Meetings for the Milquetoast: Introducing the Dull Men’s Club

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The Dull Men's Club is fascinated with luggage carousels

Jacob Silberberg/Reuters

Born to be mild. Think inside the box — it’s safer there. These are not taglines you’d ever associate with NewsFeed (we don’t go to bed until midnight!) but rather the Dull Men’s Club. But what the heck is it?

The 71-year-old Leland Carlson founded the club (“We’re a two-step program: We admit we’re dull and we’re gonna keep it that way”) in New York in the 1980s with like-minded dull friends. Referring back to those days, he told AOL that they “limited ourselves to 17 members because that’s the number of chairs there were in the room.” Carlson, who has been based in London for the past 15 years, is proud to say that the DMC has never grown, held an event or had a membership drive.

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Rather, the club (which, essentially, is pretty much just Carlson), riffs on topics as thrilling as airport luggage carousels (“We cover over 400 airports, and the list is growing”), roundabouting (“our favorite roundabouts around the world”) and racing, which you might think would be exciting but instead are, “reports on racing snails, turtles, gold fish, rubber ducks, ferrets, pigeons, shopping trolleys, lawnmowers, milk floats, donkey carts, Trabants.” We were with them up until Trabants.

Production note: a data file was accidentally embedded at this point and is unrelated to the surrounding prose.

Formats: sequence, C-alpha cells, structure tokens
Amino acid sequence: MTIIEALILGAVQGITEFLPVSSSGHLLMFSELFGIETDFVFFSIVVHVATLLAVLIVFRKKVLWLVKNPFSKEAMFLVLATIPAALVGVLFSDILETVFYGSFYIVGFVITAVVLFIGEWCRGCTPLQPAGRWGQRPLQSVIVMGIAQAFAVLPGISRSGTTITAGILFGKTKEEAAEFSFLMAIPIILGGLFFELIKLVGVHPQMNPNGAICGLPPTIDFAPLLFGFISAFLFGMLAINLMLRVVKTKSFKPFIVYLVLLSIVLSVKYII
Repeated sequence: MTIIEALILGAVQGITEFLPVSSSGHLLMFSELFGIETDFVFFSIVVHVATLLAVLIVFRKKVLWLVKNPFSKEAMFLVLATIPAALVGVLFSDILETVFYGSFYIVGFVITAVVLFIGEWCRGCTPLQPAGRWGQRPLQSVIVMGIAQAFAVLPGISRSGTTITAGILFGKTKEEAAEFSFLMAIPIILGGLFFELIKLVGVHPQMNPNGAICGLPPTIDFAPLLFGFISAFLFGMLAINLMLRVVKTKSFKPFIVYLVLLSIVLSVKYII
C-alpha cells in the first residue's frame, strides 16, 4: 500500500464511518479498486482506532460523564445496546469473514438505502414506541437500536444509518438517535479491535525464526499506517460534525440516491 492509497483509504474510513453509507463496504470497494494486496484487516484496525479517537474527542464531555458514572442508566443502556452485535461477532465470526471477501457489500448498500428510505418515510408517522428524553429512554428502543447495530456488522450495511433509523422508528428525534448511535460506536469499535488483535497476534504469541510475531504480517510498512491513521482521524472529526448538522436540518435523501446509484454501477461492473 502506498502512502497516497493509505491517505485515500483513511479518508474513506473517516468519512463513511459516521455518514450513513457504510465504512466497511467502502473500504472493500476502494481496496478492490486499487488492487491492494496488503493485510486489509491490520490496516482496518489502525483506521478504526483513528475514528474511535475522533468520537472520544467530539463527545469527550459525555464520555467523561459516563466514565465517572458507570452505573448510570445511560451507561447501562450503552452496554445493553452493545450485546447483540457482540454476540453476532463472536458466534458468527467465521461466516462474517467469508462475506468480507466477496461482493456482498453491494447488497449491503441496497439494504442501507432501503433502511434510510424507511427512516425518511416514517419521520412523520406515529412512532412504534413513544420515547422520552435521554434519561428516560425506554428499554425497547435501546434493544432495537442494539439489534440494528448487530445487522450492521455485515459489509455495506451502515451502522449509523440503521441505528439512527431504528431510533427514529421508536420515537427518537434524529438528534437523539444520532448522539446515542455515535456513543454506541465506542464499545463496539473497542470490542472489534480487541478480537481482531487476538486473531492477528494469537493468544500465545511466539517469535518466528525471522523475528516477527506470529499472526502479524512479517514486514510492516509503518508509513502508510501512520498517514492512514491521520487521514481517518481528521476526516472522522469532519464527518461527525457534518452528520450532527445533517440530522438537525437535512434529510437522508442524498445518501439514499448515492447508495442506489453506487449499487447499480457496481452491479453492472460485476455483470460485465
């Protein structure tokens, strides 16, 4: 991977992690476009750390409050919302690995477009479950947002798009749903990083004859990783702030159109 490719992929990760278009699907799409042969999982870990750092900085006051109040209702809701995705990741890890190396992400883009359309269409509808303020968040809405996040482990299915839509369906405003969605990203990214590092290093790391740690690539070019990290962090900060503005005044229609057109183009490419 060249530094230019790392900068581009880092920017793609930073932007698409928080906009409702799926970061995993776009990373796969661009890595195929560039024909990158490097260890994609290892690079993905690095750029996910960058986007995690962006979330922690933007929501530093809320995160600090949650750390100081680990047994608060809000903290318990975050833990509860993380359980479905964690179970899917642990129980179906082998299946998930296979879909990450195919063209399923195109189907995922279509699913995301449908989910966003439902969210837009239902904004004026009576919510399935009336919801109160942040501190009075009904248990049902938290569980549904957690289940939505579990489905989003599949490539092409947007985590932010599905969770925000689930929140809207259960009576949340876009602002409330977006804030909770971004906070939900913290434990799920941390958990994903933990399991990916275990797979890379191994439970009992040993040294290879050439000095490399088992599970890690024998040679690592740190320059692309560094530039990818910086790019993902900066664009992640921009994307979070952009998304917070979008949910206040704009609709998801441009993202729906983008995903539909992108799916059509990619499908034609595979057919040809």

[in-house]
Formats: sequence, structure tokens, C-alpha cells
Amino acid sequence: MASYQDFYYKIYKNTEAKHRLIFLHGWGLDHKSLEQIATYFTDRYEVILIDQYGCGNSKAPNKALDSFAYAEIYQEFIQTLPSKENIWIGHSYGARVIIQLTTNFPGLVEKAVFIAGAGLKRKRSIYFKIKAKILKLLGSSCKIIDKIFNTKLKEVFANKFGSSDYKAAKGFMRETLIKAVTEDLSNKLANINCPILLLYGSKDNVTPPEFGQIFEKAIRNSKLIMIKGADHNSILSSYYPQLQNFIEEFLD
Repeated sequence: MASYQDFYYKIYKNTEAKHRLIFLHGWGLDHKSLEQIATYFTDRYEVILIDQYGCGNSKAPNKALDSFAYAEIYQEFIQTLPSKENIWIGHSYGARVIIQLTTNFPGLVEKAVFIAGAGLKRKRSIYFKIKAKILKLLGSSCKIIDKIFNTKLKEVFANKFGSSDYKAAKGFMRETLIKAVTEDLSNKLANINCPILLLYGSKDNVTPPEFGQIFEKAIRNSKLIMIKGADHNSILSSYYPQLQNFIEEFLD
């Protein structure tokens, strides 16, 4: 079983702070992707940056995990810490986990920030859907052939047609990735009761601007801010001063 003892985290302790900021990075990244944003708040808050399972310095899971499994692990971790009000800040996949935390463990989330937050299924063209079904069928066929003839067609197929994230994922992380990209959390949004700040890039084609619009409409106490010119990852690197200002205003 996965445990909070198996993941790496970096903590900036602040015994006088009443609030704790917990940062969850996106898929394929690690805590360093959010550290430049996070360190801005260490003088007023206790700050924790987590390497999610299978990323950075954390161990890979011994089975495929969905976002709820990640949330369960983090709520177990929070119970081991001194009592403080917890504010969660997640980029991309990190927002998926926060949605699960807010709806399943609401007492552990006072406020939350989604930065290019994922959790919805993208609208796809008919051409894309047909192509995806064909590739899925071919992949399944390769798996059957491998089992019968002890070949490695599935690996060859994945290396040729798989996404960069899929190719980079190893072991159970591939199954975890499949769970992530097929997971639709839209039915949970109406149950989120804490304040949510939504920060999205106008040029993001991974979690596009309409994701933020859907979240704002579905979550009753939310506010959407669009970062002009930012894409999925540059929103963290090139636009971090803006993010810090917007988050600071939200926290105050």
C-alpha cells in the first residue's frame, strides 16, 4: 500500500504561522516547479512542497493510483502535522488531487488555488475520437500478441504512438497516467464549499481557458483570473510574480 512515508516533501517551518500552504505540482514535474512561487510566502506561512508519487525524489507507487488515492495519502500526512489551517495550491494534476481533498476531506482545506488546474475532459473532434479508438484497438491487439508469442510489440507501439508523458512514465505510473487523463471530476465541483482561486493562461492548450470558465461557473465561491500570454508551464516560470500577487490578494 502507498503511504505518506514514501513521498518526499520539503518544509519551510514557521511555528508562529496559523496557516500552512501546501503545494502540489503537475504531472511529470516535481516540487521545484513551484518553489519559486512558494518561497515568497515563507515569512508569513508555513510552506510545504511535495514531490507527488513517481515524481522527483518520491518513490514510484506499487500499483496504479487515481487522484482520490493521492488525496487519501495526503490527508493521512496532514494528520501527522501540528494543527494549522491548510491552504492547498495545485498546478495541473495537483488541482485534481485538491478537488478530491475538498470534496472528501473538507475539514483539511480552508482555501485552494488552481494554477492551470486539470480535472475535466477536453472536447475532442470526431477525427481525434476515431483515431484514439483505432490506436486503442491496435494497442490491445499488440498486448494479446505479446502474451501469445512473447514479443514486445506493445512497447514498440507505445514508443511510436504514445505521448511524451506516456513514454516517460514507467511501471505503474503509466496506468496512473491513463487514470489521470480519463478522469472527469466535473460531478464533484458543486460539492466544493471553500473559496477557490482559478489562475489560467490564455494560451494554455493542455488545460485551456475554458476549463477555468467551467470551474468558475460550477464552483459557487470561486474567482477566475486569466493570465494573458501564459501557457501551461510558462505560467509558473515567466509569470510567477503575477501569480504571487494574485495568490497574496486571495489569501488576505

The feeling persists that we might all be getting played somewhat by Carlson, who clearly doesn’t lack wit. Later on in the AOL interview, he explains that, “There’s more to leading a dull life than watching paint dry. Of course, we like to watch paint dry. But we like to watch wood warp, too. We get a bucket of water and put wood in it. And if we’re feeling pretty frisky that day we may take bets on whether it warps concave or convex.”

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NewsFeed hereby calls out the Dull Men’s Club for being anything but dull. We were even planning to end that last sentence with an exclamation until we consulted the DMC’s website (“please refrain, if you can, from using exclamation marks”). After all, any organization that lists the eighth International World Potato Congress on its events calendar, is not only teeming with life but clearly has its finger on the cultural pulse.